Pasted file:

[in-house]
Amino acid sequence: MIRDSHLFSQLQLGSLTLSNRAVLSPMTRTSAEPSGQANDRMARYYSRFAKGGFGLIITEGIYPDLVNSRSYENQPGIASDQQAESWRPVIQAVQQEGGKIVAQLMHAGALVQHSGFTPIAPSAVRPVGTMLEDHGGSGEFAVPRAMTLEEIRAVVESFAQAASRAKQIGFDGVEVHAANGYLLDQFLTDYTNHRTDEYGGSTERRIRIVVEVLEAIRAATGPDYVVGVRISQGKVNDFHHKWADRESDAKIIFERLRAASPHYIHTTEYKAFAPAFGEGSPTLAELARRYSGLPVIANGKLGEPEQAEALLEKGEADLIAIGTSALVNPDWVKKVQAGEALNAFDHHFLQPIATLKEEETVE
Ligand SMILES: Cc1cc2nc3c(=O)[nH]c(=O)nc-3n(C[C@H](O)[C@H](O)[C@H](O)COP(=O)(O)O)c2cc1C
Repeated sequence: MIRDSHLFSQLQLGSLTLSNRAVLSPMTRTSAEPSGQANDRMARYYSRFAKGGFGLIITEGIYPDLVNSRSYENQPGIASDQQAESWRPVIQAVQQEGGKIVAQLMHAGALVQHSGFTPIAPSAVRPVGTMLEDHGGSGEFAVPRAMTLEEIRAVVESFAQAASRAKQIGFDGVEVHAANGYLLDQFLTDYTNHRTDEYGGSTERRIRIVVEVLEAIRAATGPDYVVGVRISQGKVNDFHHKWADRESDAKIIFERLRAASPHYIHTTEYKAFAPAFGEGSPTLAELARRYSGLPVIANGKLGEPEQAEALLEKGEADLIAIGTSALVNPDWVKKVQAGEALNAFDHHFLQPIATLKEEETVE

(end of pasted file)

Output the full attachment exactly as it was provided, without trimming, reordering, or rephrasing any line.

[in-house]
Amino acid sequence: MIRDSHLFSQLQLGSLTLSNRAVLSPMTRTSAEPSGQANDRMARYYSRFAKGGFGLIITEGIYPDLVNSRSYENQPGIASDQQAESWRPVIQAVQQEGGKIVAQLMHAGALVQHSGFTPIAPSAVRPVGTMLEDHGGSGEFAVPRAMTLEEIRAVVESFAQAASRAKQIGFDGVEVHAANGYLLDQFLTDYTNHRTDEYGGSTERRIRIVVEVLEAIRAATGPDYVVGVRISQGKVNDFHHKWADRESDAKIIFERLRAASPHYIHTTEYKAFAPAFGEGSPTLAELARRYSGLPVIANGKLGEPEQAEALLEKGEADLIAIGTSALVNPDWVKKVQAGEALNAFDHHFLQPIATLKEEETVE
Ligand SMILES: Cc1cc2nc3c(=O)[nH]c(=O)nc-3n(C[C@H](O)[C@H](O)[C@H](O)COP(=O)(O)O)c2cc1C
Repeated sequence: MIRDSHLFSQLQLGSLTLSNRAVLSPMTRTSAEPSGQANDRMARYYSRFAKGGFGLIITEGIYPDLVNSRSYENQPGIASDQQAESWRPVIQAVQQEGGKIVAQLMHAGALVQHSGFTPIAPSAVRPVGTMLEDHGGSGEFAVPRAMTLEEIRAVVESFAQAASRAKQIGFDGVEVHAANGYLLDQFLTDYTNHRTDEYGGSTERRIRIVVEVLEAIRAATGPDYVVGVRISQGKVNDFHHKWADRESDAKIIFERLRAASPHYIHTTEYKAFAPAFGEGSPTLAELARRYSGLPVIANGKLGEPEQAEALLEKGEADLIAIGTSALVNPDWVKKVQAGEALNAFDHHFLQPIATLKEEETVE